Downtown Raleigh to get first-in-the-nation underground trash system

North Carolina
Molok Underground Trash Collection System

Downtown Raleigh will soon to be home to a first-in-the-nation underground waste collection system, according to a news release from the city.

The “Dump the Cart” pilot project aims to keep garbage carts — a source of frustration for downtown businesses and pedestrians for years — off the streets and out of the way.

According to the release, “Raleigh’s oldest streets were built without alleys and the trash and recycling carts lining their sidewalks have long been an issue for pedestrians.”

The garbage and recycling carts “smell, restrict access, and were identified as the top concern in a 2018 downtown cleanliness survey,” the City said.

Officials said the containers, made by Molok North America, will begin being installed Tuesday at the corner of Wilmington and Hargett streets.

“The pilot project includes six new high-capacity containers…to collect trash, mixed recycling, and cardboard. The containers will turn a no-parking zone into the first municipal installation of its kind in the United States,” the news release said.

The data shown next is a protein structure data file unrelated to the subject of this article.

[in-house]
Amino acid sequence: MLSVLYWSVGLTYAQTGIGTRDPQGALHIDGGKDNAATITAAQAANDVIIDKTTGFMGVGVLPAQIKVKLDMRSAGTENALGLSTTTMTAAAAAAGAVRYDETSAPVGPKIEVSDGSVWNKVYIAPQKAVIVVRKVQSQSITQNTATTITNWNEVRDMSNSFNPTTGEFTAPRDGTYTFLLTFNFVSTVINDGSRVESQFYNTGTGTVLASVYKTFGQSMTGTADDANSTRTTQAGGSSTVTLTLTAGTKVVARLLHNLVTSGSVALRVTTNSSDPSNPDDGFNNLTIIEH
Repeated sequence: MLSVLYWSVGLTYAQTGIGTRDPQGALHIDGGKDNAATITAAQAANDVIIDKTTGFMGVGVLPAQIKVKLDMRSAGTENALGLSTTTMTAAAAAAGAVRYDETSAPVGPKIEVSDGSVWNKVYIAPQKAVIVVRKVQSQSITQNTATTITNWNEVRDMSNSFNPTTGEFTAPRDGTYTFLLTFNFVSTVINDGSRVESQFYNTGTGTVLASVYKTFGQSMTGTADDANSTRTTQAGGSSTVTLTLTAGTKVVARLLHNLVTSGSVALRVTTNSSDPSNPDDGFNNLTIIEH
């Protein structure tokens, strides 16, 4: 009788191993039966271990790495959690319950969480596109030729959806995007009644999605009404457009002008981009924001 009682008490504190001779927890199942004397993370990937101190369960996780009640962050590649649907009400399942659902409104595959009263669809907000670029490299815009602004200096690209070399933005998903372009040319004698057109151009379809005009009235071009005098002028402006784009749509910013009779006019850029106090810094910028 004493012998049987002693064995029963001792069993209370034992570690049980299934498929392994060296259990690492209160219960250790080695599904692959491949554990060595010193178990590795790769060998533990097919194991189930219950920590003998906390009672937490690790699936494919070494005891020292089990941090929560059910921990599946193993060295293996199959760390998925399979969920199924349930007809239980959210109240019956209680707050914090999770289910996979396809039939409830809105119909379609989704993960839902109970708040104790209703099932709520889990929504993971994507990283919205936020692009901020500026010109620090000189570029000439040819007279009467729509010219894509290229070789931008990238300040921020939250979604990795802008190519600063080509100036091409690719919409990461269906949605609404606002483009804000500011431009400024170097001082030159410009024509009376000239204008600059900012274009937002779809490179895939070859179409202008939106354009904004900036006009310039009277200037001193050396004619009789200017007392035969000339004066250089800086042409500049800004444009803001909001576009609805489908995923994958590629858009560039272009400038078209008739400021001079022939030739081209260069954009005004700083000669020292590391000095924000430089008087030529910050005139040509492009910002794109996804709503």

“It’s very exciting for us that Raleigh is the first city in the country to adopt this underground storage model,” said Solid Waste Services Director Stan Joseph. “It’s a simple concept using innovative technology. The bottom line is that we want to improve quality of life — and part of that is getting garbage carts off the sidewalks and away from neighbors and visitors enjoying downtown.”

Each semi-underground container will be able to hold the equivalent of about 20 carts, which will provide “potential cost savings and [reduce] environmental impacts.”

Currently, City crews pick up the blue rolling carts six days a week, twice per day and also on Sunday. Downtown businesses are required to take the carts to the curb and then pull them back up once they’ve been emptied — twice per day. While the carts are on the curb waiting to be picked up they’re also blocking pedestrian traffic and filling the air with the scent of trash.

“This should greatly reduce the overall amount of time our trucks spend on the street, a benefit for cars, pedestrians, and our downtown crew’s safety,” Joseph said.

According to the release, Raleigh’s Solid Waste Services “will monitor fullness levels and handle collections, using a retrofitted knuckleboom truck with a hook serving as a cost-effective crane to manage the large containers.”

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